2512 N. Moore Ave.
 Moore, OK 73160
405.501.7640 / 405.578.4336 fax /

Have medical bills gotten too expensive?  Are you having a hard time keeping up with your mortgage or credit cards?  Do you owe back taxes?  Mr. DeArman is available to assist you in these matters. All is not lost. Because of his childhood experiences living in developing nations, Mr. DeArman made a decision long ago to get his law degree. Immediately upon graduation from law school, he began practicing bankruptcy. Whether you are losing your house due to foreclosure or have accumulated high medical bills due to the fact that you have no health insurance, Mr. DeArman is here to offer you some solace and a solution to your nightmare. He has filed hundreds of bankruptcies, both Chapter 7s and Chapter 13s.

Chapter 7 bankruptcy is what people commonly refer to as “straight bankruptcy”. In this type of bankruptcy the trustee will take your non-exempt assets and sell them at auction. Any money made from these sales will then be distributed to your creditors on a percentage basis. The good news, however, is that there are many things exempt from this process, such as the equity in your vehicle (up to $7,500.00), the equity in your home, most household goods and furnishings, most retirement plans, and a wide variety of other assets. When you come out of this bankruptcy you will be allowed to keep your cars and your home, even if there are liens against them, as long as your payments are current, while erasing all of your unsecured debts (there are always exceptions to every rule, however). Furthermore, there is a complicated “means test” that was established in the most recent bankruptcy amendments, which limits the income individuals can earn while still being allowed to file for Chapter 7 bankruptcy. If you file for Chapter 7, you must pass the “means test.” You need an attorney who is knowledgeable of the changes in the law and experienced in the use of the “means test” in order to determine your eligibility.

Chapter 13 bankruptcy is commonly referred to, or understood, as “reorganization bankruptcy.” In this type of bankruptcy the debtor must make payments to the bankruptcy trustee based on his or her disposable income. This type of bankruptcy is required for those who exceed the median income and fail to pass the “means test,” as well as for others who, for reasons beyond their control, have fallen behind on their car or mortgage payments, or owe a tax debt. This type of bankruptcy gives debtors a three to five year period to catch up on delinquent payments. The trustee will distribute your disposable income first to the secured creditors or tax agencies, and if anything remains, the rest will be paid to unsecured creditors. At the end of this bankruptcy period you will be caught up on all of your secured debts and relieved of any remaining unsecured debt. Preparing Chapter 13 bankruptcy can be very complicated, and there are many roadblocks along the way. It is important for you to choose an attorney who cares about your future, and is intricately familiar with bankruptcy law.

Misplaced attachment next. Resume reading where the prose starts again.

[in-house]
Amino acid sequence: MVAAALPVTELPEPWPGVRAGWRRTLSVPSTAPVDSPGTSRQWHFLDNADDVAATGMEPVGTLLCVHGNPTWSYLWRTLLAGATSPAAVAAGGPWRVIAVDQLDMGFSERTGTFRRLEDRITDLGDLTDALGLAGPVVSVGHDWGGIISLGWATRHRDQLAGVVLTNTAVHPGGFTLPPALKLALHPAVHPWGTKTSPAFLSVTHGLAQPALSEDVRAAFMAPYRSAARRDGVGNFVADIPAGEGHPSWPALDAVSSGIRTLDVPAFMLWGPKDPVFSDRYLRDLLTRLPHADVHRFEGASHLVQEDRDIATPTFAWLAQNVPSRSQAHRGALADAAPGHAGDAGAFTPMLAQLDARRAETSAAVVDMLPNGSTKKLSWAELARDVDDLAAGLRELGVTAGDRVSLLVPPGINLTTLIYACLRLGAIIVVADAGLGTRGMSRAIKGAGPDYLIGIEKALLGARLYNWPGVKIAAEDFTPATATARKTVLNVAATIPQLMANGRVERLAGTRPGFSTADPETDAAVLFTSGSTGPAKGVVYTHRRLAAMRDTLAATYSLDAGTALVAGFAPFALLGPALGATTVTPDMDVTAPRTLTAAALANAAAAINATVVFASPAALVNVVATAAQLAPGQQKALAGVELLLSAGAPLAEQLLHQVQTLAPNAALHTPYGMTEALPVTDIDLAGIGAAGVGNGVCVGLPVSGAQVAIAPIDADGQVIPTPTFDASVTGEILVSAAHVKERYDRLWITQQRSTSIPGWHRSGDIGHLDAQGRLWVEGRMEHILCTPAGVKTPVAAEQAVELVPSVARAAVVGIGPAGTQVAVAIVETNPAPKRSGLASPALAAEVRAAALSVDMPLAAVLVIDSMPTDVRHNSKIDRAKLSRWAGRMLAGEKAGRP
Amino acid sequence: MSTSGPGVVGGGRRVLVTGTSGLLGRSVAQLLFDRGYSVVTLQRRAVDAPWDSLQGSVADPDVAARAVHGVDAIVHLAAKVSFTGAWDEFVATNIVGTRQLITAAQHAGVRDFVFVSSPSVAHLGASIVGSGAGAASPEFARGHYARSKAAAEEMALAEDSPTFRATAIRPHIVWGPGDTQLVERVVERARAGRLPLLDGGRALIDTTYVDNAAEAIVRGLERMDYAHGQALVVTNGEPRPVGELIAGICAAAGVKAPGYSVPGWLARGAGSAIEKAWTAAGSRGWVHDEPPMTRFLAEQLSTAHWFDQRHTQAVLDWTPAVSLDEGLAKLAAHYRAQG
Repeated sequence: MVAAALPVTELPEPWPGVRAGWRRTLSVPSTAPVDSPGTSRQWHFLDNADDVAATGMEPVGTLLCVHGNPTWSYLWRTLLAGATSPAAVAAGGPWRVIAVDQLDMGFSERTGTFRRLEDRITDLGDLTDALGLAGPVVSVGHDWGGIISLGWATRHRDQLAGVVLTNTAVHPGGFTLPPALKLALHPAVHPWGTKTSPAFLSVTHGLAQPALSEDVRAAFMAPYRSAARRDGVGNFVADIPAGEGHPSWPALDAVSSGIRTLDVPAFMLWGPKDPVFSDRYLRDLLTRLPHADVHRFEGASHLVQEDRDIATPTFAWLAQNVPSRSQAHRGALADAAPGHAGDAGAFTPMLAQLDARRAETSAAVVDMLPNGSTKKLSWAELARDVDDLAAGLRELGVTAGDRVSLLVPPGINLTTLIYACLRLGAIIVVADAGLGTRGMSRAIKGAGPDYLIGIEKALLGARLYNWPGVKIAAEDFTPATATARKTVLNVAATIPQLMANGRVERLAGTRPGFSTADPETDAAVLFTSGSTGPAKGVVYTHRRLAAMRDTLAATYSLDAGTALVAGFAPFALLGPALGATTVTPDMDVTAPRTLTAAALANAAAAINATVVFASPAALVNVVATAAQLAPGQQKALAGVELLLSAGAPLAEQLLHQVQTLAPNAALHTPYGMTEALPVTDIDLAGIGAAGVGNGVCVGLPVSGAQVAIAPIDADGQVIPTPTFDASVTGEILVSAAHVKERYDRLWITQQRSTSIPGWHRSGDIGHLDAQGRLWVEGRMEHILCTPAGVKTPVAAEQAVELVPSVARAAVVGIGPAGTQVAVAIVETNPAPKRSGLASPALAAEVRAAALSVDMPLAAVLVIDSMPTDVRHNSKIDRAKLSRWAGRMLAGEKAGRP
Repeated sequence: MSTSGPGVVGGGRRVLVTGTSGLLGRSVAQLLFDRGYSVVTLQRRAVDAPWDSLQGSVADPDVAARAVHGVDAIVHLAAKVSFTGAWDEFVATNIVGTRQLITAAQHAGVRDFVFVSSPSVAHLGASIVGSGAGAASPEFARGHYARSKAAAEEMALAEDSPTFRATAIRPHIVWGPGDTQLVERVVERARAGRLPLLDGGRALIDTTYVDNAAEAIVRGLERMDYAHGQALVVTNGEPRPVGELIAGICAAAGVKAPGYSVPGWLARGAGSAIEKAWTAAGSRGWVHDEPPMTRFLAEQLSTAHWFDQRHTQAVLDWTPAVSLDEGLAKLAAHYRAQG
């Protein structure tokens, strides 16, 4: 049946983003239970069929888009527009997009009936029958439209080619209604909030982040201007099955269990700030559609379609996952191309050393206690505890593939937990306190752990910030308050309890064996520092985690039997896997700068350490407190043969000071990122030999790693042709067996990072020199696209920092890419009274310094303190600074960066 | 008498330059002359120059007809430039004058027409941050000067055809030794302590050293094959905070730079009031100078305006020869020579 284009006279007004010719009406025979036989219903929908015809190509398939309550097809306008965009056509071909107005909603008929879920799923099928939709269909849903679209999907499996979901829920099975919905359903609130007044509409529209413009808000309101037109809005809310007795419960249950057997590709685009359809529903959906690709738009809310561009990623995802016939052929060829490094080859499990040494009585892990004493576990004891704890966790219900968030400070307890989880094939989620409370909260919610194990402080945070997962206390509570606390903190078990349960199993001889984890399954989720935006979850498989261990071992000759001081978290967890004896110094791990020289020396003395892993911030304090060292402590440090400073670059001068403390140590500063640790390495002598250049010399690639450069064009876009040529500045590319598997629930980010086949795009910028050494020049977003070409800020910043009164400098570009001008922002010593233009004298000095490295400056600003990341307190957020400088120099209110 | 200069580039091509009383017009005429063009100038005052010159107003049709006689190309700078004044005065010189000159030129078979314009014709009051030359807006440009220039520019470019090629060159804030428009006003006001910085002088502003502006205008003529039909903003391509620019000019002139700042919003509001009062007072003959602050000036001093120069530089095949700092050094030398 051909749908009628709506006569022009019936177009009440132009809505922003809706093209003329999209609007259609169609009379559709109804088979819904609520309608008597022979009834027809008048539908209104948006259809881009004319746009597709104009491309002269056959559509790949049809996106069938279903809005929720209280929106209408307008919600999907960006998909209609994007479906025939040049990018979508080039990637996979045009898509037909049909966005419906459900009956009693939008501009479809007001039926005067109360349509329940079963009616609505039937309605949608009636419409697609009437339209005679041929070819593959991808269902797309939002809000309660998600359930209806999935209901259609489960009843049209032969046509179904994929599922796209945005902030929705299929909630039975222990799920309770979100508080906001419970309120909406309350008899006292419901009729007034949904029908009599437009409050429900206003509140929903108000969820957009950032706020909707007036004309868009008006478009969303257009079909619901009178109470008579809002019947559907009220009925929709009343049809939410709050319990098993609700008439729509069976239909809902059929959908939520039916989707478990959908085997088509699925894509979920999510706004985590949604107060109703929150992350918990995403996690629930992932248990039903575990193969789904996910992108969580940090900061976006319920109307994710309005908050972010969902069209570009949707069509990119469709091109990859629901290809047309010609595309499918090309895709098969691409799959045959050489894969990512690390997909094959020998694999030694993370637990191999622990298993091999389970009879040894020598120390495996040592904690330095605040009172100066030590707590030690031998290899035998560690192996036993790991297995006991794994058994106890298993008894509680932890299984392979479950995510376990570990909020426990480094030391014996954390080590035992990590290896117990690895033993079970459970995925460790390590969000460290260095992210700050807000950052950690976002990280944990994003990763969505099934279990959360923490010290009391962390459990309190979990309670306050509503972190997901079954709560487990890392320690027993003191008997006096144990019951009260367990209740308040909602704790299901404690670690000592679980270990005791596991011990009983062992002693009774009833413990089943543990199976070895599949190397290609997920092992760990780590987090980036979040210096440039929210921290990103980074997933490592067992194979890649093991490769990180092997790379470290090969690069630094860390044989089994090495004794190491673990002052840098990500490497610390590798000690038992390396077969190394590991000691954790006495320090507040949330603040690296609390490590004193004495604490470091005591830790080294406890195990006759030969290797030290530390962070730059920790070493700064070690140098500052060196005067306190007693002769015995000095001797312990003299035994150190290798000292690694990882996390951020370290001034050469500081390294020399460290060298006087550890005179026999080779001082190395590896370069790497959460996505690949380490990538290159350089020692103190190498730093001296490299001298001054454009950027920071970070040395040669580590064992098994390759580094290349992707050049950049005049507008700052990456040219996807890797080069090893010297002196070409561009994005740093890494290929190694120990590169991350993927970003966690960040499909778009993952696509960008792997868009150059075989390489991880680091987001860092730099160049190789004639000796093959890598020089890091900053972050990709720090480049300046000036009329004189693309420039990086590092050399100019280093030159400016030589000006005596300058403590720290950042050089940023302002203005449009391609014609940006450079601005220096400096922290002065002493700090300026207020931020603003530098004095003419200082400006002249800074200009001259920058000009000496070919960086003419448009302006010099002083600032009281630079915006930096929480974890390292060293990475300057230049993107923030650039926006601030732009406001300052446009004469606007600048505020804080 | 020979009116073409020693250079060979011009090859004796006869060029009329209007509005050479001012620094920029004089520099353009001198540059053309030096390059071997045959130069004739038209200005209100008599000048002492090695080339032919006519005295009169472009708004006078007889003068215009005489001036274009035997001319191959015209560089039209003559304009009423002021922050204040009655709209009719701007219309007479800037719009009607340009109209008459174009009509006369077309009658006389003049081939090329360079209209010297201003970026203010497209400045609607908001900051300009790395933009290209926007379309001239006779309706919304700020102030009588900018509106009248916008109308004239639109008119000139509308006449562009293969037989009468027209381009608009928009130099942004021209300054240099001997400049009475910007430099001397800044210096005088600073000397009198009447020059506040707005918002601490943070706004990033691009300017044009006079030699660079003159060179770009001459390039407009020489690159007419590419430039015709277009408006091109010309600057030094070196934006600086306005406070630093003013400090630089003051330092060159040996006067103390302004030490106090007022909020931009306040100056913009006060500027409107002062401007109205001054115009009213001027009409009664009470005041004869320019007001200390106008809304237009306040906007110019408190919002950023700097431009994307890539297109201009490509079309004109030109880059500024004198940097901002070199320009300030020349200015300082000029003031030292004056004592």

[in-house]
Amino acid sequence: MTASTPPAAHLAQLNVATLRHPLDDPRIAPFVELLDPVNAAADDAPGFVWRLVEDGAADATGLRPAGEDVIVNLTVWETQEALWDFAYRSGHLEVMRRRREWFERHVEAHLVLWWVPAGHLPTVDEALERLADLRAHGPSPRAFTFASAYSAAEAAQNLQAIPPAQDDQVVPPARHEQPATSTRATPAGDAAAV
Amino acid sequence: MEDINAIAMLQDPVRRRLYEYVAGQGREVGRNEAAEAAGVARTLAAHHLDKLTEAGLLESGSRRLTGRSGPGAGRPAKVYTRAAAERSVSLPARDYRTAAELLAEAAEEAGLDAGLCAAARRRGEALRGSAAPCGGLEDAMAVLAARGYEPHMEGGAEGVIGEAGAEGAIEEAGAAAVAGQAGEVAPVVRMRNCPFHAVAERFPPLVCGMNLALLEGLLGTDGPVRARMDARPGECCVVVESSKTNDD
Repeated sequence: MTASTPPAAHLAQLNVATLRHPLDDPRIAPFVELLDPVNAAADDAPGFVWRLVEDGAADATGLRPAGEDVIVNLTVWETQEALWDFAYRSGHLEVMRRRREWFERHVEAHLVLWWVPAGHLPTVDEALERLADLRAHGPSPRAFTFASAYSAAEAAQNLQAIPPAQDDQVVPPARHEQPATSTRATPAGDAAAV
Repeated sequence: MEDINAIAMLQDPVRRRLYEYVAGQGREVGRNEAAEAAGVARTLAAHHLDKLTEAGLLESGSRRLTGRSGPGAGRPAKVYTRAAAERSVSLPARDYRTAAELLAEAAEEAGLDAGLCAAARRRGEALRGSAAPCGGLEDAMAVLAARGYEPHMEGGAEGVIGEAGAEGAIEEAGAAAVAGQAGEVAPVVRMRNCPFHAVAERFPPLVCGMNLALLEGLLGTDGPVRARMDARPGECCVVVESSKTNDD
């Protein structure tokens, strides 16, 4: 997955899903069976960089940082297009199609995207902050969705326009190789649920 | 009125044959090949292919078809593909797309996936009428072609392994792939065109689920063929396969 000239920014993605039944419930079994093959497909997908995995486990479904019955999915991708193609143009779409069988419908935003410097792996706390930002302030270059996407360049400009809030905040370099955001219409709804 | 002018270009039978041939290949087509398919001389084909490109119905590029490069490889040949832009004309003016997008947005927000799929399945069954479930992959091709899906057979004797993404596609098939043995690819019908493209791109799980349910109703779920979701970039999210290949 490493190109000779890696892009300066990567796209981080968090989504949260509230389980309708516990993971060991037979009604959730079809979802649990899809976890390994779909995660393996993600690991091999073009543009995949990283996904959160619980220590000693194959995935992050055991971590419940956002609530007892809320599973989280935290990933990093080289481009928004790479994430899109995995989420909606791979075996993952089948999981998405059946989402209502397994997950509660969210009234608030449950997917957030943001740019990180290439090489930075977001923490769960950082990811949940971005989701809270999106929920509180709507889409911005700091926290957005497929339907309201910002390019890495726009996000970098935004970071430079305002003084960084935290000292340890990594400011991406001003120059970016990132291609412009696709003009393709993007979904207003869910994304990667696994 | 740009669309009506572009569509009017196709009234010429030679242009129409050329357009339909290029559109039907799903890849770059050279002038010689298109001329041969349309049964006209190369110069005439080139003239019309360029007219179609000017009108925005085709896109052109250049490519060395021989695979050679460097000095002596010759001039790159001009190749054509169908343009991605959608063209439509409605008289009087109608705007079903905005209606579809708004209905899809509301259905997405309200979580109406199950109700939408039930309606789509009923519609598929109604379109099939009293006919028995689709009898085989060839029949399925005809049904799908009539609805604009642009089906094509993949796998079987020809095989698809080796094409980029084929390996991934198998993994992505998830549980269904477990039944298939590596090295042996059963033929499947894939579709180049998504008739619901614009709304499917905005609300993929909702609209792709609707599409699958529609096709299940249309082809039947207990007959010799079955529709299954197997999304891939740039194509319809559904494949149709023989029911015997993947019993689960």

Also, anyone considering filing bankruptcy should know that prior to filing for bankruptcy, he or she will be required to take a credit counseling class. Then, before a discharge is received, he or she will take a financial management class. These classes are relatively inexpensive, but are required by the latest bankruptcy laws. There are several credit counseling bankruptcy services in Oklahoma, including those online, from whom you can take these classes.  Although Mr. DeArman offices in Moore and caters to those who wish to file bankruptcy in Moore or Norman, he has a very broad client  base and welcomes clients from throughout the Oklahoma City area.

For a good blog on bankruptcy, see

Bankruptcy Statements and Disclosures. © 2015 Ryan P. DeArman, P.L.L.C.  All rights reserved.


All materials contained in this website have been prepared by Ryan P. DeArman, Attorney at Law, on behalf of Ryan P. DeArman, P.L.L.C., for information purposes only and should not be relied upon as legal advice. This site is not, nor is it intended to create an attorney-client relationship. Any communications exchanged via this website are not intended to be confidential in any way.

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